A few weeks ago, New Heights and St. James partnered together to bless the police officers in our county. We are thankful for the family of God in this area and cherish getting to partner with another local church to be the hands and feet of Jesus.
Pastor Curtiss: “Jim and I talk all the time about reconciliation. Recently, Jim had a thought about how we could create an environment where we could still deal with the issues at hand and reconciliation, but at the same time, not make the police officers feel as though they are not valuable in our community. His thought was for us to come together as a predominantly White church and predominantly African American church, in the spirit of unity, and pray for the police officers and give them a token of appreciation for their work.”
Jim: “I was inspired by Ricky Floyd who pastors a predominantly African American church in Frayser in Memphis. While at a retreat with him and our Memphis church planters, he told us that on the day the George Floyd murder broke on the news, he went and bought gifts for all the police officers in his precinct. He delivered each of them personally and prayed over each person.
When we came back and the race tensions were so high, one of the elders, Kevin Pope, suggested that we ought to do something for the police officers. I remembered what Ricky Floyd had done and thought, ‘We can do that here’. So, it started small and then got big quick. I thought it would be much better if I called Pastor Curtiss and asked him if he and his congregation would join New Heights in sending notes of encouragement to all the police officers in Washington County. At the time, I didn’t realize that there were about 750 officers in about 15 different police departments and agencies. It became quite an undertaking. Soon after, Wrights BBQ and Penguin Ed’s agreed to donate over $28,000 in gift certificates and discounts which was quick affirmation to me that God was in this. John Lawrence and his son emailed and persuaded all 15 departments to give out the names of all their officers so we could write personal notes to each. We had our staff and St. James staff sign the cards and write notes of encouragement.”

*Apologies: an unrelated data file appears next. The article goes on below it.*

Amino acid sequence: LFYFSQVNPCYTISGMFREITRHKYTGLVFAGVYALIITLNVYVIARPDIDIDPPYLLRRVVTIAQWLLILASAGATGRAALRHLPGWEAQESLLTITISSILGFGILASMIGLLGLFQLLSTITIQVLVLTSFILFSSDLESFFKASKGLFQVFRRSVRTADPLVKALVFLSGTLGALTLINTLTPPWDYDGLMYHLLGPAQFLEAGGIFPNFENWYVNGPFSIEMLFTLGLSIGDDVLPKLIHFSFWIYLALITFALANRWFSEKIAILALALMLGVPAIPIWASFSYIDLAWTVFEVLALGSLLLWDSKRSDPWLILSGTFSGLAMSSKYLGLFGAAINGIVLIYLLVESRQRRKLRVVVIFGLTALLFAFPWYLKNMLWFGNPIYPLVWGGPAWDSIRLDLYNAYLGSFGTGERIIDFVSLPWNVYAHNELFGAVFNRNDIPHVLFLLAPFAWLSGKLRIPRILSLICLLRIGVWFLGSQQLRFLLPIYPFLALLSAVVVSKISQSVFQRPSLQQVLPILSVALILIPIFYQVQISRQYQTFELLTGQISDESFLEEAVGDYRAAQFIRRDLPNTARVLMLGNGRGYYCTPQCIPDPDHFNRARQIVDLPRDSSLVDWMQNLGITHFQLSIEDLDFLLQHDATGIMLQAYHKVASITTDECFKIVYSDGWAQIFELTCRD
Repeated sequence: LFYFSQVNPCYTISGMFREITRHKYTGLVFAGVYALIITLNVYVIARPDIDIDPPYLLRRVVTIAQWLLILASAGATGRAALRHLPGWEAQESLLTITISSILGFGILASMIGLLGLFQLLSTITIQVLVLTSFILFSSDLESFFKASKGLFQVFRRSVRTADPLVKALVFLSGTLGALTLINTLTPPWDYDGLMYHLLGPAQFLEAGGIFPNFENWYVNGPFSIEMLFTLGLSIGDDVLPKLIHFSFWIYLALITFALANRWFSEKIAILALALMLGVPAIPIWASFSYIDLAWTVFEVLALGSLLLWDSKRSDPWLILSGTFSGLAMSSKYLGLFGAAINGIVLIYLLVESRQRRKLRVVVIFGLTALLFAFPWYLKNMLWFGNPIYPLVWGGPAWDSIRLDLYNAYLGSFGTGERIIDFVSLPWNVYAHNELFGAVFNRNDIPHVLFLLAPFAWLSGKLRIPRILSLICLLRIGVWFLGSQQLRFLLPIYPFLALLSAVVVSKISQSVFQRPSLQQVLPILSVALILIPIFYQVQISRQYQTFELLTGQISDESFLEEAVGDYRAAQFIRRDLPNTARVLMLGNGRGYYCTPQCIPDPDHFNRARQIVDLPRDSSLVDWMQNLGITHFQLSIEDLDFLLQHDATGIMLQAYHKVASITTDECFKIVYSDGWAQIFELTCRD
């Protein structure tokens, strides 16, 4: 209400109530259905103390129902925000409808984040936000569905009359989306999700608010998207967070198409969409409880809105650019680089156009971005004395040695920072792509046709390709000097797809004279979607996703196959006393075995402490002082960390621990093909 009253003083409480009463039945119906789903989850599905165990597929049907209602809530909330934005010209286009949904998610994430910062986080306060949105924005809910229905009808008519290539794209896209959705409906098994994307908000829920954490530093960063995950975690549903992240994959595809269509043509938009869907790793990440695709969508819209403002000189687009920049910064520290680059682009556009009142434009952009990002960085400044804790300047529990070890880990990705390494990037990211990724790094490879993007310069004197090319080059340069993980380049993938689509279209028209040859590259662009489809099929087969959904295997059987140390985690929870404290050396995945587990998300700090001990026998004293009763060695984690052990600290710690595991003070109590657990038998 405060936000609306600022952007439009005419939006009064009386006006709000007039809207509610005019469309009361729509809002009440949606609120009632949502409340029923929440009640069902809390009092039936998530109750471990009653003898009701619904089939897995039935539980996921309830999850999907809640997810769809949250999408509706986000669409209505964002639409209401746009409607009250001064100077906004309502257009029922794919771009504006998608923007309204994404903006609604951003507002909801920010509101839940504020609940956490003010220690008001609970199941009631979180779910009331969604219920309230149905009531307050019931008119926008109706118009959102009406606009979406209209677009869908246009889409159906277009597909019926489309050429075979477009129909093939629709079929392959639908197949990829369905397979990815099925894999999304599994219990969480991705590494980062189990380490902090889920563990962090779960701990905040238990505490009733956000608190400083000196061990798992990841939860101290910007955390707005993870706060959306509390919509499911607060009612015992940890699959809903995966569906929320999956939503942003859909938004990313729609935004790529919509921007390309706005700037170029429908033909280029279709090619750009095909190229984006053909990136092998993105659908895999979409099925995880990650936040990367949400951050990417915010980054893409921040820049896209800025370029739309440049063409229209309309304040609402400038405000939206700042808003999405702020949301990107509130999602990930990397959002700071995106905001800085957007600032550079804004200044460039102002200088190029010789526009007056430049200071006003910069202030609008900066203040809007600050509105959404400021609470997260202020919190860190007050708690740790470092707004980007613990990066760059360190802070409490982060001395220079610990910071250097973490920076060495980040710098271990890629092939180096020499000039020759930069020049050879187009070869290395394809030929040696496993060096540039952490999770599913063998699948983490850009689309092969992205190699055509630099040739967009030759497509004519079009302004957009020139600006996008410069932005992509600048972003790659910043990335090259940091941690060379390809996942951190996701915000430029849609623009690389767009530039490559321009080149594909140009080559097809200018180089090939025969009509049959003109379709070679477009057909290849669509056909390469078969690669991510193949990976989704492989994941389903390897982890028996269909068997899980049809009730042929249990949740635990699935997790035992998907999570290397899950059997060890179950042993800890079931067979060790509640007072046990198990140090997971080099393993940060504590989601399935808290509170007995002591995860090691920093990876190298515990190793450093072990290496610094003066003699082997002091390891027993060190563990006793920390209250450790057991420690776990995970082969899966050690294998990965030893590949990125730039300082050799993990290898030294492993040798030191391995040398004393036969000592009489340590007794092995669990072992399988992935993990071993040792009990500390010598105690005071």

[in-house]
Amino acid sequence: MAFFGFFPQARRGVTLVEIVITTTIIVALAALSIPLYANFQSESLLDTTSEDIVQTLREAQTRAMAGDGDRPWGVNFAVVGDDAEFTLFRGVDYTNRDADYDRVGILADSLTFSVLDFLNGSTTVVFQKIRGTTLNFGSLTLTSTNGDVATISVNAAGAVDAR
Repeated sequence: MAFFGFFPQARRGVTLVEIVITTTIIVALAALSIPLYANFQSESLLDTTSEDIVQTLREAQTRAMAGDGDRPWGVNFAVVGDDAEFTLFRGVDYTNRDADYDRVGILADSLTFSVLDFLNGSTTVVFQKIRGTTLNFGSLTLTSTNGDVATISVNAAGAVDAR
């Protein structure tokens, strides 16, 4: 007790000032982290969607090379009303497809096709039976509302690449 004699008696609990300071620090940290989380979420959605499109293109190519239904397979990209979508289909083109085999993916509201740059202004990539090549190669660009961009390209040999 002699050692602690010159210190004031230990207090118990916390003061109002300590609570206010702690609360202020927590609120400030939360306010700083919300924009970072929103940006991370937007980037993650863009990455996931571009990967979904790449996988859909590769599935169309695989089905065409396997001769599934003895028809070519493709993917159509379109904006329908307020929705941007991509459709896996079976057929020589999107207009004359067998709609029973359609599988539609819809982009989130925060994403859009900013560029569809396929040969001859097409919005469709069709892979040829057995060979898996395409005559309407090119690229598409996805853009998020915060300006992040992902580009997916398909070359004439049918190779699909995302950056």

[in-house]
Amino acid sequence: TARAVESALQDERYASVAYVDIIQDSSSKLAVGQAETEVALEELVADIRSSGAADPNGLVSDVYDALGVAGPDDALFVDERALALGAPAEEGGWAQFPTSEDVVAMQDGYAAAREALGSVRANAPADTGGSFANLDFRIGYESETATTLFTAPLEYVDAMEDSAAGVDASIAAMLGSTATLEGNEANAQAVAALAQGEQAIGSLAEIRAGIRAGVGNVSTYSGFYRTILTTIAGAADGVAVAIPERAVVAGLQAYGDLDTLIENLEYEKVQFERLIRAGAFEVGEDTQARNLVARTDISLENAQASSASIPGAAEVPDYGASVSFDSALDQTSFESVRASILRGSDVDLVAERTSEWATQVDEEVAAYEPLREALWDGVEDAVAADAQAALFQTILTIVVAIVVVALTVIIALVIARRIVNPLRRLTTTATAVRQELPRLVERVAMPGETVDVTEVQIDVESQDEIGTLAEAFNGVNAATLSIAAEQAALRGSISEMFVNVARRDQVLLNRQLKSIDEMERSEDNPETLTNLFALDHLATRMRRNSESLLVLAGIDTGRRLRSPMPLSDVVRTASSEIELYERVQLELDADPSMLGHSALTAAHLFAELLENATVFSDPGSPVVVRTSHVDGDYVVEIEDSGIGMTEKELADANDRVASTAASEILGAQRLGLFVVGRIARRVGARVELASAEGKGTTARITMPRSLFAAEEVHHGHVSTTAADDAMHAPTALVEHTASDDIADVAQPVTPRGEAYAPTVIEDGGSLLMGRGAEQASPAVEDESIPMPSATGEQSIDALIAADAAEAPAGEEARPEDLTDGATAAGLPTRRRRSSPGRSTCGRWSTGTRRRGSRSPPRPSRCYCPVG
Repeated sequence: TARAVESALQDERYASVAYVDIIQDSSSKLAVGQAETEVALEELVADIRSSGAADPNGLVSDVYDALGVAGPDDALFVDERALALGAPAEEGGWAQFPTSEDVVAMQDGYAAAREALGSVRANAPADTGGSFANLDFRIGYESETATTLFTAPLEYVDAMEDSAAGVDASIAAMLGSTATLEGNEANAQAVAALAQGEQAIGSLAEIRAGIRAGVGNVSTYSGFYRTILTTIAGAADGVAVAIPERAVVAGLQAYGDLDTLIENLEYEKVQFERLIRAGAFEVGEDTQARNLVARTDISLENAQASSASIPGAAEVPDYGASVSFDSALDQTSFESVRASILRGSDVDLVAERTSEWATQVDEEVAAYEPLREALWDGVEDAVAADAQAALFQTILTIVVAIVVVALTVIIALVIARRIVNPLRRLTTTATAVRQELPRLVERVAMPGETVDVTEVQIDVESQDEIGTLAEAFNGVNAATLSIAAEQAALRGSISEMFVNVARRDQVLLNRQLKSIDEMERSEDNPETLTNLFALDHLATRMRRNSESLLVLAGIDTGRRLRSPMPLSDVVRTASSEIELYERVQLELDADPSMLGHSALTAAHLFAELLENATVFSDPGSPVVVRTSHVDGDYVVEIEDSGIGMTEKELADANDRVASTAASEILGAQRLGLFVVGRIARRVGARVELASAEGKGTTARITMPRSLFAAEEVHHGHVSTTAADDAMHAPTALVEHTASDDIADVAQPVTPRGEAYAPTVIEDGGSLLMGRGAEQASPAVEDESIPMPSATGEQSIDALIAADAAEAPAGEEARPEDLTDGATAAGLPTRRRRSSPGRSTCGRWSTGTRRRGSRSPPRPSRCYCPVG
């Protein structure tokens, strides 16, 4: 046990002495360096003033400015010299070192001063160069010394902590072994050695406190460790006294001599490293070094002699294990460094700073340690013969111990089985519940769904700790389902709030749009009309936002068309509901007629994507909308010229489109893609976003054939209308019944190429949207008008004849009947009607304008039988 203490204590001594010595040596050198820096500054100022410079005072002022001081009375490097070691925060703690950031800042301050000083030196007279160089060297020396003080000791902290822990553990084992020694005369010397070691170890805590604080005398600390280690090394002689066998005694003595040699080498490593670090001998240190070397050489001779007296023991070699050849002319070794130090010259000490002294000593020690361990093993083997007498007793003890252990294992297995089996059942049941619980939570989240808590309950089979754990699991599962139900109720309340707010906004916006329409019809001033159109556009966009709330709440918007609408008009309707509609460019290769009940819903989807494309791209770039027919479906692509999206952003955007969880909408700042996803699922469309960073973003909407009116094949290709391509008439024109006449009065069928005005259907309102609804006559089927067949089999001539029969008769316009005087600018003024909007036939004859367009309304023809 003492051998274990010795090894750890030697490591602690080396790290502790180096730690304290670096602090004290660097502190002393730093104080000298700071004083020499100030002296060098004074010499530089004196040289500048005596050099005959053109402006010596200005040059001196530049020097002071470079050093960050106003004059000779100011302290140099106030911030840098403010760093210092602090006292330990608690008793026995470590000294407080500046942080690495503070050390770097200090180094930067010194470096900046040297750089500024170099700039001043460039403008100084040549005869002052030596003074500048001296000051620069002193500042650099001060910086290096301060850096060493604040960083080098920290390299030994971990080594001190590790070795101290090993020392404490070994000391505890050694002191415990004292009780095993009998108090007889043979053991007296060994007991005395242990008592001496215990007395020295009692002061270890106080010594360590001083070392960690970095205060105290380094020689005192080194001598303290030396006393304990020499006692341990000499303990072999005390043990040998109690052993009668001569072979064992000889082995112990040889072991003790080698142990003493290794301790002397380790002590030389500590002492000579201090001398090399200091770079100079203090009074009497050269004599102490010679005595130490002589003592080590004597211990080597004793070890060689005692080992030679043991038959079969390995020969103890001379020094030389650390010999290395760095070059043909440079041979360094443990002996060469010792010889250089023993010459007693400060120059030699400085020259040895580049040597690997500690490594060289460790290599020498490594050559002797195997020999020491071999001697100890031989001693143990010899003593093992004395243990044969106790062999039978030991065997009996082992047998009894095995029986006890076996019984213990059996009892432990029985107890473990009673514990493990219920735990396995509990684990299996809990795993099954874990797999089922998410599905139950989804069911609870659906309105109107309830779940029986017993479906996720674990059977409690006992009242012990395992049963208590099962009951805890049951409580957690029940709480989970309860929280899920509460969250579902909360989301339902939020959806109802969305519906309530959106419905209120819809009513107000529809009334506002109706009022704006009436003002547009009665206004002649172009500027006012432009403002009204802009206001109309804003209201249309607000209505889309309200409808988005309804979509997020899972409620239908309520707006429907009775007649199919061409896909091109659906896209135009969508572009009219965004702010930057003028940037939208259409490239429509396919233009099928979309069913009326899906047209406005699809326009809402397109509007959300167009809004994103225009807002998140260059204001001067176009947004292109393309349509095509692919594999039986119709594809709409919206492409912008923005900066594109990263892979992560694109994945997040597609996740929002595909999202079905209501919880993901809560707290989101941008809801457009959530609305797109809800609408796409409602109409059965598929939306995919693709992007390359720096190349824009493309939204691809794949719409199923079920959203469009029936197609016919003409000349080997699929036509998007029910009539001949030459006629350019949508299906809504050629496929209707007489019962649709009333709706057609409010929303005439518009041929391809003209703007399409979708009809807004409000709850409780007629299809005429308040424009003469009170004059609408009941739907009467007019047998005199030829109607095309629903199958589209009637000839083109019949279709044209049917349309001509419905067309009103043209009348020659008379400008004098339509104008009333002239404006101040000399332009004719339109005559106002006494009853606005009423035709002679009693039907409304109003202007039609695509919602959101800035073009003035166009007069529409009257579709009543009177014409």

Pastor Curtiss: “Me and about five of my staff members went to drop off the notes. Of course with all the stuff going on, we found the police departments to have a perspective that Black people don’t like the police. This conversation came up in every single office we went to. Of course we said, ‘No, don’t paint with a broad brush. That’s not a true statement. However, we do not like bad police, as you should not like bad police’. They agreed with us, ‘Yes, of course, we definitely don’t like bad police’. I told them that we’re no different than that. We understand the importance of police and there is no hatred. We just don’t like bad police, like they don’t like bad police.
Once we got that out of the way, we started to have conversations about why we were there and how we wanted to come together in unity to bless and pray for the officers in our county. It was a very humbling experience for everybody. I think ultimately, they felt a sense of unity when it was done. It was really beautiful.
We have to look at the top level which is the image of God. If we look from God's perspective, all of us are made in his image by his workmanship, then we don’t have the right to destroy what we did not create. It’s very important to treat our brothers and sisters like family. We have to establish that first. We are family.”
New Heights Stories